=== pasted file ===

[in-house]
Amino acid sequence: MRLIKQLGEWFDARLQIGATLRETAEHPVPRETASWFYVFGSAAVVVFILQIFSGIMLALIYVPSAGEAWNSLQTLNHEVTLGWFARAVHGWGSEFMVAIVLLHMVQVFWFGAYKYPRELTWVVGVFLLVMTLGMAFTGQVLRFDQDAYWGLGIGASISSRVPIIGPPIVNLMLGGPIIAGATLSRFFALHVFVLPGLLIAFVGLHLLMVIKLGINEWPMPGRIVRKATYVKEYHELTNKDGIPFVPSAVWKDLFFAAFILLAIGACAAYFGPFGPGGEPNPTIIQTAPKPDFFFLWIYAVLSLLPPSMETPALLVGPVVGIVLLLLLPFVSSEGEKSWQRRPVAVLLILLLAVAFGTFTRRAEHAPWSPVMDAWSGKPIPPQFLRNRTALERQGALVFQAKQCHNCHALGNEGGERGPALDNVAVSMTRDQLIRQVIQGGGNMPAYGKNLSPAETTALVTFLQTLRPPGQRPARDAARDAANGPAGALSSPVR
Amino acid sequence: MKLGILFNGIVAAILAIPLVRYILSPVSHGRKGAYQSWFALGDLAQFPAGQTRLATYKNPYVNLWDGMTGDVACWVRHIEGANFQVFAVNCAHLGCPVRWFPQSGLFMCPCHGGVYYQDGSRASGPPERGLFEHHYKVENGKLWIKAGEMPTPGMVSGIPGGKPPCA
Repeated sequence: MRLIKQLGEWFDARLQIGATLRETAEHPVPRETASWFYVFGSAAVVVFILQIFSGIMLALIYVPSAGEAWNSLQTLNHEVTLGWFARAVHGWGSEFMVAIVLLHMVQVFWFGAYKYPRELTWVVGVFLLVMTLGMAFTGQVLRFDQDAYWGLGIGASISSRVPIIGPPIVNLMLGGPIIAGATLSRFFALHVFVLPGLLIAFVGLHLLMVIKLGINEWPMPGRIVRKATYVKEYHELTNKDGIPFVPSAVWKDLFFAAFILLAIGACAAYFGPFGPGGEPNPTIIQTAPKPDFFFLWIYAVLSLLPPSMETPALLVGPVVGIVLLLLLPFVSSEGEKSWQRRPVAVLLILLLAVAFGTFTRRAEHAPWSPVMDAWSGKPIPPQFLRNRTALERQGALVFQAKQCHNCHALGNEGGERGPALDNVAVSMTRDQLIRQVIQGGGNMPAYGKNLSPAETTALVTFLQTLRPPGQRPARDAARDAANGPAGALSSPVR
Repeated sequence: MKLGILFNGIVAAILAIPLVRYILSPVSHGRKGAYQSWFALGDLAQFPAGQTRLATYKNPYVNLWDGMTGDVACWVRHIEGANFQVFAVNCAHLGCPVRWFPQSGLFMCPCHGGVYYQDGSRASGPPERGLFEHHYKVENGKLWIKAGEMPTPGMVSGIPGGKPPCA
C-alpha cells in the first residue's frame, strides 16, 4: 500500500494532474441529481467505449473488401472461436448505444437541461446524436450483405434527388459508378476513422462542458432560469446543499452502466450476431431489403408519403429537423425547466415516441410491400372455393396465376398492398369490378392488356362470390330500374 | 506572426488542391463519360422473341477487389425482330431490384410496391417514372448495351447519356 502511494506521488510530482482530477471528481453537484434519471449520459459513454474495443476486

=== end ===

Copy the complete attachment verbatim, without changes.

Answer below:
[in-house]
Amino acid sequence: MRLIKQLGEWFDARLQIGATLRETAEHPVPRETASWFYVFGSAAVVVFILQIFSGIMLALIYVPSAGEAWNSLQTLNHEVTLGWFARAVHGWGSEFMVAIVLLHMVQVFWFGAYKYPRELTWVVGVFLLVMTLGMAFTGQVLRFDQDAYWGLGIGASISSRVPIIGPPIVNLMLGGPIIAGATLSRFFALHVFVLPGLLIAFVGLHLLMVIKLGINEWPMPGRIVRKATYVKEYHELTNKDGIPFVPSAVWKDLFFAAFILLAIGACAAYFGPFGPGGEPNPTIIQTAPKPDFFFLWIYAVLSLLPPSMETPALLVGPVVGIVLLLLLPFVSSEGEKSWQRRPVAVLLILLLAVAFGTFTRRAEHAPWSPVMDAWSGKPIPPQFLRNRTALERQGALVFQAKQCHNCHALGNEGGERGPALDNVAVSMTRDQLIRQVIQGGGNMPAYGKNLSPAETTALVTFLQTLRPPGQRPARDAARDAANGPAGALSSPVR
Amino acid sequence: MKLGILFNGIVAAILAIPLVRYILSPVSHGRKGAYQSWFALGDLAQFPAGQTRLATYKNPYVNLWDGMTGDVACWVRHIEGANFQVFAVNCAHLGCPVRWFPQSGLFMCPCHGGVYYQDGSRASGPPERGLFEHHYKVENGKLWIKAGEMPTPGMVSGIPGGKPPCA
Repeated sequence: MRLIKQLGEWFDARLQIGATLRETAEHPVPRETASWFYVFGSAAVVVFILQIFSGIMLALIYVPSAGEAWNSLQTLNHEVTLGWFARAVHGWGSEFMVAIVLLHMVQVFWFGAYKYPRELTWVVGVFLLVMTLGMAFTGQVLRFDQDAYWGLGIGASISSRVPIIGPPIVNLMLGGPIIAGATLSRFFALHVFVLPGLLIAFVGLHLLMVIKLGINEWPMPGRIVRKATYVKEYHELTNKDGIPFVPSAVWKDLFFAAFILLAIGACAAYFGPFGPGGEPNPTIIQTAPKPDFFFLWIYAVLSLLPPSMETPALLVGPVVGIVLLLLLPFVSSEGEKSWQRRPVAVLLILLLAVAFGTFTRRAEHAPWSPVMDAWSGKPIPPQFLRNRTALERQGALVFQAKQCHNCHALGNEGGERGPALDNVAVSMTRDQLIRQVIQGGGNMPAYGKNLSPAETTALVTFLQTLRPPGQRPARDAARDAANGPAGALSSPVR
Repeated sequence: MKLGILFNGIVAAILAIPLVRYILSPVSHGRKGAYQSWFALGDLAQFPAGQTRLATYKNPYVNLWDGMTGDVACWVRHIEGANFQVFAVNCAHLGCPVRWFPQSGLFMCPCHGGVYYQDGSRASGPPERGLFEHHYKVENGKLWIKAGEMPTPGMVSGIPGGKPPCA
C-alpha cells in the first residue's frame, strides 16, 4: 500500500494532474441529481467505449473488401472461436448505444437541461446524436450483405434527388459508378476513422462542458432560469446543499452502466450476431431489403408519403429537423425547466415516441410491400372455393396465376398492398369490378392488356362470390330500374 | 506572426488542391463519360422473341477487389425482330431490384410496391417514372448495351447519356 502511494506521488510530482482530477471528481453537484434519471449520459459513454474495443476486